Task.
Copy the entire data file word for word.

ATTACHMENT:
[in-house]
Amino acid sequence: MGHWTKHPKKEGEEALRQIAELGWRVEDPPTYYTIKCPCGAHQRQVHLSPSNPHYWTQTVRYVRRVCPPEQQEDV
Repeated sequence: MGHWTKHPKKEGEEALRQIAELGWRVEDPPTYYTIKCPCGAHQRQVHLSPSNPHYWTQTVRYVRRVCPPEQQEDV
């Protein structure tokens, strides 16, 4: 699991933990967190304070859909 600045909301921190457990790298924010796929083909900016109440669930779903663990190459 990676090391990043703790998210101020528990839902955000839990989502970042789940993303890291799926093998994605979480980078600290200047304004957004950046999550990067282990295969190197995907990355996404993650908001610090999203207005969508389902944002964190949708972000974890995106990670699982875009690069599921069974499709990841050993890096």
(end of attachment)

[in-house]
Amino acid sequence: MGHWTKHPKKEGEEALRQIAELGWRVEDPPTYYTIKCPCGAHQRQVHLSPSNPHYWTQTVRYVRRVCPPEQQEDV
Repeated sequence: MGHWTKHPKKEGEEALRQIAELGWRVEDPPTYYTIKCPCGAHQRQVHLSPSNPHYWTQTVRYVRRVCPPEQQEDV
């Protein structure tokens, strides 16, 4: 699991933990967190304070859909 600045909301921190457990790298924010796929083909900016109440669930779903663990190459 990676090391990043703790998210101020528990839902955000839990989502970042789940993303890291799926093998994605979480980078600290200047304004957004950046999550990067282990295969190197995907990355996404993650908001610090999203207005969508389902944002964190949708972000974890995106990670699982875009690069599921069974499709990841050993890096």